Currently, we have a system that requires GPs to deliver almost all the care. In fact, the so-called ‘upgrade’ of our practice Workforce Incentives Program (WIP) in the 2023 Budget delivered a pathetic 4 per cent increase to the maximum payment. And the maximum that any metro practice is funded to deliver is about 1.3 full-time practice nurses – regardless of whether they have 5, 10 or more full-time equivalent GPs.
What is the answer?
The solution to effective primary care is not outsourcing it to pharmacists writing prescriptions to anyone ticking the right checkboxes. Or fragmenting the care to multiple private nursing and NGO allied-health providers.
The answer is integrated, GP-led team care within the existing, well-established general practice infrastructure.
Not only is this cost effective – leveraging existing centres of primary care excellence – but will also deliver better care. Our general practices are the ‘hospitals of the future’ where most of the healthcare can, and should be, delivered. But hospitals are not staffed by doctors alone. Nor do the staff all work in different buildings and communicate only by mail.
Just as hospitals deliver effective care using a team of healthcare professionals, so will general practice. It is not only inefficient to make GPs perform every task for their patients, but their nursing, pharmacy and allied health colleagues have skills and knowledge in their respective fields that complement a GP’s skillset. Using this extended team will actually deliver better care, provide more cost-effective outcomes, keep more patients away from hospital, and make GPs’ lives easier and less stressful.
The current funding for little more than a single practice nurse within general practice is an outdated, short-sighted and siloed funding approach.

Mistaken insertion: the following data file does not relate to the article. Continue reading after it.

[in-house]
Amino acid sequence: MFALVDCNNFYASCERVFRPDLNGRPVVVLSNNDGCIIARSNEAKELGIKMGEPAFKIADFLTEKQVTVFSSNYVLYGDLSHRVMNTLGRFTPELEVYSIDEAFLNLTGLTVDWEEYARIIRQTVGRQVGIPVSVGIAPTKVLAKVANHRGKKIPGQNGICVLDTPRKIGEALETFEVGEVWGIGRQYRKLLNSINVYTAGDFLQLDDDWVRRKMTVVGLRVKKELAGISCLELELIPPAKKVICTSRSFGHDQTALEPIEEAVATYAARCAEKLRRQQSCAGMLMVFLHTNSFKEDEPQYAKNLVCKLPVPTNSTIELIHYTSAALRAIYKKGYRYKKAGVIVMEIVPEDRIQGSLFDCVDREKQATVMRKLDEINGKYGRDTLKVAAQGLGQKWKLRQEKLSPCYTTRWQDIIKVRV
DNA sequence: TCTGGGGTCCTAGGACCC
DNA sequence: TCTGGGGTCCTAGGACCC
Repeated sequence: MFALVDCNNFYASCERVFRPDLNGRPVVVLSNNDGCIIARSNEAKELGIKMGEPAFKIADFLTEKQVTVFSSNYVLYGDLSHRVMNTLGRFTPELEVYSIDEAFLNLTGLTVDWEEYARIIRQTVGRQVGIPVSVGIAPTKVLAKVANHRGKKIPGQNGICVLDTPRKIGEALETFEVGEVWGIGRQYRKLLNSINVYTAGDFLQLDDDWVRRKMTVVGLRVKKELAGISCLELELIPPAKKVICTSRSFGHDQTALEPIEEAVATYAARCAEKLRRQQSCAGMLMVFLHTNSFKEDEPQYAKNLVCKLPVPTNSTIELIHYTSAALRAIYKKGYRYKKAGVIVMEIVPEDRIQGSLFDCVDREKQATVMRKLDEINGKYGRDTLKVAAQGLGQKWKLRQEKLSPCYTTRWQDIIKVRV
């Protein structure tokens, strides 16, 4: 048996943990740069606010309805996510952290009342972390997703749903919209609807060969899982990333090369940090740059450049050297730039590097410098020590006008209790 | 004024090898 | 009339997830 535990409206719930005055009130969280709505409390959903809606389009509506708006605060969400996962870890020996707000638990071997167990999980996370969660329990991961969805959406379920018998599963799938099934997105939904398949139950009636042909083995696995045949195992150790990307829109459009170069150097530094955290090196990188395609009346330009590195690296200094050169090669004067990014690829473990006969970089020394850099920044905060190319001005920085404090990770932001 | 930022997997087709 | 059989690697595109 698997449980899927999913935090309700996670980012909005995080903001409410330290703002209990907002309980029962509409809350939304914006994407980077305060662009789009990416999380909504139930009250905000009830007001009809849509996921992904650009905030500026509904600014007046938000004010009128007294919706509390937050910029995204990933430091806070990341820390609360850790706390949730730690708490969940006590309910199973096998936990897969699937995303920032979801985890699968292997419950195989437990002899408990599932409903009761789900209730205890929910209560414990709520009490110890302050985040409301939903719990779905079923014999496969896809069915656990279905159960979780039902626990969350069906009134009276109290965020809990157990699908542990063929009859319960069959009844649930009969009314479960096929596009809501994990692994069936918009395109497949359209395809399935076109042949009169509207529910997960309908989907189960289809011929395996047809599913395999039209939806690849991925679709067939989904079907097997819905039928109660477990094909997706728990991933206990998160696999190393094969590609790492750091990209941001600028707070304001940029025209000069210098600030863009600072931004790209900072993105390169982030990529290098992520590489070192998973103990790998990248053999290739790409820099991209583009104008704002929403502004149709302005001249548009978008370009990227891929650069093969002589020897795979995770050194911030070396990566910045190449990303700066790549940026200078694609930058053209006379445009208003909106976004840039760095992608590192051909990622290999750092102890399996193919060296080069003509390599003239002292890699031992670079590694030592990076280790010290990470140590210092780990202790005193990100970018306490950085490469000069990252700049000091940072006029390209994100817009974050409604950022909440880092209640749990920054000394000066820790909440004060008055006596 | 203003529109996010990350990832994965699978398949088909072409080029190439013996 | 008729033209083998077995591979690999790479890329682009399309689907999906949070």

This has to change, if we are to empower general practice to fulfil its potential and do what needs to be done – to manage the increasing burden of complex and chronic care, and to minimise the number of patients ending up in our very expensive and overburdened tertiary care system.
I have advocated very strongly that MBS reform needs to go hand in hand with proper funding to enable GP-led team care within Australian general practice. Pharmacists writing prescriptions based on a symptom checklist is not going to keep anyone out of hospital, or provide any long-term health benefit.
What needs to be done?
I believe the current WIP program is good in principle. But it needs a total restructure and major funding boost to make it work effectively and fulfil the promises above. And a five-GP cap is ridiculous. Why do the patients of a 10-GP practice deserve half the nursing services compared to those attending a five-GP practice?
I believe Federal Health Minister Mark Butler does recognise the power of these arguments, which have been put to him very forcefully. However, funding needs to be delivered to make any meaningful change. The current tinkering around the edges will achieve nothing. A significant commitment is required. Otherwise, we are left with a health system that requires at
least 10,000 more GPs, increasing GP shortages, and ever-increasing attendances at public hospitals.
My belief is that Government has a clear choice. Either properly fund an integrated, team-based, high-quality primary care system within general practice, or pay many times that amount for fragmented, substandard care.
Changes to bulk-billing incentives and minor other benefits are welcome, but they are just a small start. What your AMA is focused on, is clearly delivering this message to Government and ensuring they respond in a meaningful way that will bring real results for you and your patients.